If Type 2 diabetes is defined as an A1c of ≥6.5% (which is it), and the goal of the American Diabetes Association (ADA) is to manage your blood sugar such that it does not exceed 7.0%, then it follows, ipso facto, that it is ADA’s goal to maintain you in a perpetual disease state. What do you think about that?
Two explanations for this non-sensical, upside-down goal are possible. I’m not so cynical that I would buy into the first: that your doctor, and the health care industry that comprises about 1/6th of the U. S. economy, needs to keep you sick for their business practice to prosper. I understand the temptation to think that way, but I really don’t think that there is such a sinister conspiracy. There has to be another, probably much more complex reason.
The second explanation for the low expectation (A1c = ≤7.0%) of the healthcare community is that, in their clinical experience, it is difficult, under the terms of the ADA’s Standards of Medical Care, to achieve an A1c of ≤7.0%, even with all the pharmaceutical options, both oral and injected, they have at their disposal. Big Pharma has expended vast resources over the last half century to develop new, effective drugs, to little avail.
Insulin, discovered in 1921, can achieve that goal, but most patients do not want to inject themselves multiple times a day while monitoring and counting the carbs (and protein) in everything they eat to maintain “tight control.” Besides, the ADA and most clinicians do not advocate or practice tight control because of the serious risks of hypoglycemia (dangerously low blood glucose!). The medical establishment is reluctantly content to let their diabetic patients remain in a perpetual disease state rather than risk having them pass out and be transported to hospital.
But the main reason that the ADA’s goal of an A1c of ≤7.0% is difficult to achieve began with the American Heart Association’s 1950’s recommendations with respect to eating a diet low in saturated fat and dietary cholesterol. The U.S. public health establishment’s, compounded the effect in 1977 with the “Dietary Goals for the United States” produced by the Senate Select Committee on Nutrition and Human Needs, aka “the McGovern Commission.”
This was followed in 1980 and every 5 years thereafter by the “Dietary Guidelines for Americans” to “govern” what we eat. We followed it, the food manufacturers followed it, and so did the media and medical associations. We ate low fat, low cholesterol, low salt, lean meats, and low-saturated fat dairy (milk, cheese and yogurt).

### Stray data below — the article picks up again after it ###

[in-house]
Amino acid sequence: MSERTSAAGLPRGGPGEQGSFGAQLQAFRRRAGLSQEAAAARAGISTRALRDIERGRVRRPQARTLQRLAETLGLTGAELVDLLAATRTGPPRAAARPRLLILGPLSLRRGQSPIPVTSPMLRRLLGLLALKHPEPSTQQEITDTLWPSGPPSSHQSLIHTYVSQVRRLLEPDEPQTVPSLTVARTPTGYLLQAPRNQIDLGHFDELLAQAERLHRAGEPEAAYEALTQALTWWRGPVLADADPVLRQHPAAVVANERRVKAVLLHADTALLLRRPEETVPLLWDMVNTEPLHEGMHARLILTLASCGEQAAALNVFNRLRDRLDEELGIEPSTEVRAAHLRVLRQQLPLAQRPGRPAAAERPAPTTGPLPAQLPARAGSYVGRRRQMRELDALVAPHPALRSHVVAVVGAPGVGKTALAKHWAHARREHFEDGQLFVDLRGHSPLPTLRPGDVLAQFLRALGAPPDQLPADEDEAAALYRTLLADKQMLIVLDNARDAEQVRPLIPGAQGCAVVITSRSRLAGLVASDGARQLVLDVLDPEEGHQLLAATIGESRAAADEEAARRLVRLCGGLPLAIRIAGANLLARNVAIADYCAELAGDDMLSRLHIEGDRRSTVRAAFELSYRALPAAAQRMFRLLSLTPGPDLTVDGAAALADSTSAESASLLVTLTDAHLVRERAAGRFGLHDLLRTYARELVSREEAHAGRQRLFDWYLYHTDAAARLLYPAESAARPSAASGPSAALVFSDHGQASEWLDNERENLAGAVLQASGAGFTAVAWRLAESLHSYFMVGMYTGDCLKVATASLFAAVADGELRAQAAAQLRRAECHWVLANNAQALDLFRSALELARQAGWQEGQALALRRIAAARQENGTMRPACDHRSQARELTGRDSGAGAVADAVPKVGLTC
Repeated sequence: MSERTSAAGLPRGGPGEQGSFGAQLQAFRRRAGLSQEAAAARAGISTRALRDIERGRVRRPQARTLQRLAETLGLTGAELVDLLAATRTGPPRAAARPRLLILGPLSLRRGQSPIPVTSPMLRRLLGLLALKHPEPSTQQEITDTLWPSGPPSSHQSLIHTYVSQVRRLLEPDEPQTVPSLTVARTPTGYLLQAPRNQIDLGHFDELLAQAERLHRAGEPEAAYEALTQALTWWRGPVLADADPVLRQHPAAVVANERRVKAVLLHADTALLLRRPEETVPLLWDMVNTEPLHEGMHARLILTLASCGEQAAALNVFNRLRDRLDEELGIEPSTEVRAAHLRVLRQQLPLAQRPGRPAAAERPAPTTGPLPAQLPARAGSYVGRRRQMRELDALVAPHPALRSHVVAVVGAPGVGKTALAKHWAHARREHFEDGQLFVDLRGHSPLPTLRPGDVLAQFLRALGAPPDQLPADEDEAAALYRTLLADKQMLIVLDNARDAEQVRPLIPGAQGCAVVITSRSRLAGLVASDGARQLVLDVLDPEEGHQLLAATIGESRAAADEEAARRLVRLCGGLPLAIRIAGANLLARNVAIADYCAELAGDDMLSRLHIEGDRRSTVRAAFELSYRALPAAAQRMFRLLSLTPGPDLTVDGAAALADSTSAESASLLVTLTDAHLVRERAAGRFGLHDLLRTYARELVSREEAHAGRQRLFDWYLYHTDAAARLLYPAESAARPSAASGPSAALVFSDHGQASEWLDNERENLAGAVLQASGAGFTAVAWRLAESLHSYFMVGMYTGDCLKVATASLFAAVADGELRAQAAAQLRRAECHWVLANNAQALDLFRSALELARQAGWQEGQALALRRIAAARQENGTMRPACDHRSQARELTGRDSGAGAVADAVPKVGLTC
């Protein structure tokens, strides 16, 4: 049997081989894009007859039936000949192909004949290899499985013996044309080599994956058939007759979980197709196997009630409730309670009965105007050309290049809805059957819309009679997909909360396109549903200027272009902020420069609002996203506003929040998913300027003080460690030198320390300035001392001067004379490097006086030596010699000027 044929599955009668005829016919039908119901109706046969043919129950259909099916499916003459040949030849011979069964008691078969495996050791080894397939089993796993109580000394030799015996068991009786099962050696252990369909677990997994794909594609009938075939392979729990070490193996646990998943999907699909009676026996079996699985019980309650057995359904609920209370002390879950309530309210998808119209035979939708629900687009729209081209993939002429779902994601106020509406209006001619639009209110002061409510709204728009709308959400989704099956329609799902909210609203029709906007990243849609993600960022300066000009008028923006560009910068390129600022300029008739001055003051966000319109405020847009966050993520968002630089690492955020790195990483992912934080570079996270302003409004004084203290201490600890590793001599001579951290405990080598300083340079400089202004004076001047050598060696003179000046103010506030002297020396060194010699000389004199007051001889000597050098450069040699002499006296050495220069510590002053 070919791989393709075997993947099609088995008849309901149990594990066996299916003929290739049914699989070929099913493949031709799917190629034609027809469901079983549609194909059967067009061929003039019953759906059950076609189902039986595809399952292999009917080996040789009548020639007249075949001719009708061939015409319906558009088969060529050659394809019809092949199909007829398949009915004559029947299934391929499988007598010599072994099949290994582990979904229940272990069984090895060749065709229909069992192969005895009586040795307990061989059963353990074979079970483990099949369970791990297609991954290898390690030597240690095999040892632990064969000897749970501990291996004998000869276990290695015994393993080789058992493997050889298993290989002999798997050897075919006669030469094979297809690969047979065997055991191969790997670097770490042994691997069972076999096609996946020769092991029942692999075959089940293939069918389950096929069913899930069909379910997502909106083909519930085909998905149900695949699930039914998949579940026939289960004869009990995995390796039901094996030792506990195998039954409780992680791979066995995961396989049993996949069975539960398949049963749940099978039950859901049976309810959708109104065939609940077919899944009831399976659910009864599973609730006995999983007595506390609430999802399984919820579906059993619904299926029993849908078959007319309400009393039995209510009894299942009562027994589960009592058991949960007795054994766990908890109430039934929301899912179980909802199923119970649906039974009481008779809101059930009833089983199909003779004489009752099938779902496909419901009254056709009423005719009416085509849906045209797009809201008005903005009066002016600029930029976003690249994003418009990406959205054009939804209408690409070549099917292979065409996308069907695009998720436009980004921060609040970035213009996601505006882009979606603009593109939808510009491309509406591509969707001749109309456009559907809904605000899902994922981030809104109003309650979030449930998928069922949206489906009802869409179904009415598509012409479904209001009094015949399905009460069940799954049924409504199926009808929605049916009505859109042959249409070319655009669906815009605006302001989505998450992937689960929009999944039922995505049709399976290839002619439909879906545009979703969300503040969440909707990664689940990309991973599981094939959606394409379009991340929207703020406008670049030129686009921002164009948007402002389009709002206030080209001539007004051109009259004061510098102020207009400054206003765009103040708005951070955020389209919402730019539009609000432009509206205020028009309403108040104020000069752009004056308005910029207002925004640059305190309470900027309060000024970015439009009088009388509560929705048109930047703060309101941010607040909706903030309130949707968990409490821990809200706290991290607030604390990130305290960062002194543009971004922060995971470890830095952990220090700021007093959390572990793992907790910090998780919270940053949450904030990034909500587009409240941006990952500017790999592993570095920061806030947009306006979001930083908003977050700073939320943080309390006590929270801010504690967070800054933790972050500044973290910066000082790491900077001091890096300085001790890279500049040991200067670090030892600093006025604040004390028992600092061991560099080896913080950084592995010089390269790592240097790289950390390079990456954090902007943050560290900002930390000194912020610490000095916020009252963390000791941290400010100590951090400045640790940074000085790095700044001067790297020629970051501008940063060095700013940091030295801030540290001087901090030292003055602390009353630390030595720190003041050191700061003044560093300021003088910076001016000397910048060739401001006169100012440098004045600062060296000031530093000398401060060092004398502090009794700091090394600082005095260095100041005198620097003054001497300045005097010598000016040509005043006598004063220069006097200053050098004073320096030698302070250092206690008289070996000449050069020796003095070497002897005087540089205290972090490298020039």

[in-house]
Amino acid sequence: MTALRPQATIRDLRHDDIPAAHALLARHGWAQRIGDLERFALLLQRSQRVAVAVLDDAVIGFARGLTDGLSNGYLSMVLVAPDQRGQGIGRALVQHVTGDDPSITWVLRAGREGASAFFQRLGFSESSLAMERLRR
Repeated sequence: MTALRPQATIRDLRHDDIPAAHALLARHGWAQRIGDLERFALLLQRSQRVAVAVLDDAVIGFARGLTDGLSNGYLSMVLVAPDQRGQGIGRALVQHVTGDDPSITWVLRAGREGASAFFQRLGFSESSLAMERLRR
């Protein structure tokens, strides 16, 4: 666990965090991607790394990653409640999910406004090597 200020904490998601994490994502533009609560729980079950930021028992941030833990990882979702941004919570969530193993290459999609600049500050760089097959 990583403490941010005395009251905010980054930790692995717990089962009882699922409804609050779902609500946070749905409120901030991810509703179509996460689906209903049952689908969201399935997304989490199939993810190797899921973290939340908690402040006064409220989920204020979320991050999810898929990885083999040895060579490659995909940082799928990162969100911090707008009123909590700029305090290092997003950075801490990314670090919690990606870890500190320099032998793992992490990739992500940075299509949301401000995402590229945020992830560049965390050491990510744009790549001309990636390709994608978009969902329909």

Simultaneously starting in 1980, by eating this low-fat (consequently high-carb) diet, we got sicker and fatter and started to develop Insulin Resistance and Type 2 diabetes at increasing rates. This reflects an aging population, but cannot explain the soaring rates of childhood diabetes. Just look around you on the street, or maybe in the mirror.
The “ship of State,” however, has begun to change course. In 2015 the Guidelines dropped the limit (30%) on total fat and the limit on dietary cholesterol (300mg/day). I’ll bet you, and your doctor, don’t know that! Eggs and butter are now healthy again. Margarine, made from partially hydrogenated vegetable oils (trans fats) is now taboo.
But these little-known changes, while really significant – seminal, really – are in themselves not sufficient for the Type 2 diabetic to reverse his or her disease state and achieve an A1c of less than 6.5%, much less, lower than the 5.7%, threshold for a diagnosis of pre-diabetes. To reach this A1c goal, or even a lower, healthier A1c, Pre-diabetics need to change the foods they eat. They need to limit carbohydrates, and not eat the same, one-size-fits-all diet that the government still insists everyone should eat. They need to follow a Low-carb, High-fat (LCHF) Way of Eating.
When you start to eat Low Carb, you will feel better. You will lose weight, and your blood sugar will stabilize. You will feel less tired and less hungry. And your A1c will come down. I’ve been a diagnosed Type 2 for 34 years and have been eating LCHF for 18. On LCHF I’ve lost 180 pounds, and managed to keep off 150. My A1c has gone from 8.9% to as low as 5.0% (currently 5.3%). With no Cardio Vascular Disease or other Macro or Microvascular complications. It’s still a challenge, but if I hadn’t made this Lifestyle Change, I probably wouldn’t be here today to write about it today.